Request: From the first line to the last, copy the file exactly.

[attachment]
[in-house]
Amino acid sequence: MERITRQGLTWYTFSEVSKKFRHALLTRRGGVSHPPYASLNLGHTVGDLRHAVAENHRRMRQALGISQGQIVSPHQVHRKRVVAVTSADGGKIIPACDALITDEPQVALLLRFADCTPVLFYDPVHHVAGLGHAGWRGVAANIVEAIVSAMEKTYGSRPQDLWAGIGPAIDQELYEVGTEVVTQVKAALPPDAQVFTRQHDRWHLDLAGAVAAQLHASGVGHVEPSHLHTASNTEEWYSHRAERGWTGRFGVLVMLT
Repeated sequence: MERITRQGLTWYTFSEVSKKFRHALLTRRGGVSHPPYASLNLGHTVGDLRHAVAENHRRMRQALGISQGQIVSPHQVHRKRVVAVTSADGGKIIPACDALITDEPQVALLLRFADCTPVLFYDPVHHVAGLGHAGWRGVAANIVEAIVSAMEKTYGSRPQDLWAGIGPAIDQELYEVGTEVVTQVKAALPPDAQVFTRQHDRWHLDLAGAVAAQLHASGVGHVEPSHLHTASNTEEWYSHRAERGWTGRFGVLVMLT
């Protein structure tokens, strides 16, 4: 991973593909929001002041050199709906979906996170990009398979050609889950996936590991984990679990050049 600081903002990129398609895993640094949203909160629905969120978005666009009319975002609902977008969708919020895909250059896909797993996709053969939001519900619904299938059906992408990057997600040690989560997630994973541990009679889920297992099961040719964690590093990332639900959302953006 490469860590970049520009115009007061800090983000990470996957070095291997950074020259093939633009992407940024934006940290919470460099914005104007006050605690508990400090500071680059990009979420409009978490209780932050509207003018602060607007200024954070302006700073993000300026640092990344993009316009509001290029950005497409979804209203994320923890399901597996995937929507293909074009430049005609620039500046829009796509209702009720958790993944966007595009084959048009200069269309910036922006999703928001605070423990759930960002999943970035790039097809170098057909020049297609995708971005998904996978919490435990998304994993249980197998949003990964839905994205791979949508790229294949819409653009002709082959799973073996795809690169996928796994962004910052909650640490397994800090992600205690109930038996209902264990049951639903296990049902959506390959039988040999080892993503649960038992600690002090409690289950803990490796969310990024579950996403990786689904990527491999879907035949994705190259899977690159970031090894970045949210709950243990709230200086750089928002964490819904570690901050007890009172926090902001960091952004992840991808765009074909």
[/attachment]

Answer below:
[in-house]
Amino acid sequence: MERITRQGLTWYTFSEVSKKFRHALLTRRGGVSHPPYASLNLGHTVGDLRHAVAENHRRMRQALGISQGQIVSPHQVHRKRVVAVTSADGGKIIPACDALITDEPQVALLLRFADCTPVLFYDPVHHVAGLGHAGWRGVAANIVEAIVSAMEKTYGSRPQDLWAGIGPAIDQELYEVGTEVVTQVKAALPPDAQVFTRQHDRWHLDLAGAVAAQLHASGVGHVEPSHLHTASNTEEWYSHRAERGWTGRFGVLVMLT
Repeated sequence: MERITRQGLTWYTFSEVSKKFRHALLTRRGGVSHPPYASLNLGHTVGDLRHAVAENHRRMRQALGISQGQIVSPHQVHRKRVVAVTSADGGKIIPACDALITDEPQVALLLRFADCTPVLFYDPVHHVAGLGHAGWRGVAANIVEAIVSAMEKTYGSRPQDLWAGIGPAIDQELYEVGTEVVTQVKAALPPDAQVFTRQHDRWHLDLAGAVAAQLHASGVGHVEPSHLHTASNTEEWYSHRAERGWTGRFGVLVMLT
């Protein structure tokens, strides 16, 4: 991973593909929001002041050199709906979906996170990009398979050609889950996936590991984990679990050049 600081903002990129398609895993640094949203909160629905969120978005666009009319975002609902977008969708919020895909250059896909797993996709053969939001519900619904299938059906992408990057997600040690989560997630994973541990009679889920297992099961040719964690590093990332639900959302953006 490469860590970049520009115009007061800090983000990470996957070095291997950074020259093939633009992407940024934006940290919470460099914005104007006050605690508990400090500071680059990009979420409009978490209780932050509207003018602060607007200024954070302006700073993000300026640092990344993009316009509001290029950005497409979804209203994320923890399901597996995937929507293909074009430049005609620039500046829009796509209702009720958790993944966007595009084959048009200069269309910036922006999703928001605070423990759930960002999943970035790039097809170098057909020049297609995708971005998904996978919490435990998304994993249980197998949003990964839905994205791979949508790229294949819409653009002709082959799973073996795809690169996928796994962004910052909650640490397994800090992600205690109930038996209902264990049951639903296990049902959506390959039988040999080892993503649960038992600690002090409690289950803990490796969310990024579950996403990786689904990527491999879907035949994705190259899977690159970031090894970045949210709950243990709230200086750089928002964490819904570690901050007890009172926090902001960091952004992840991808765009074909």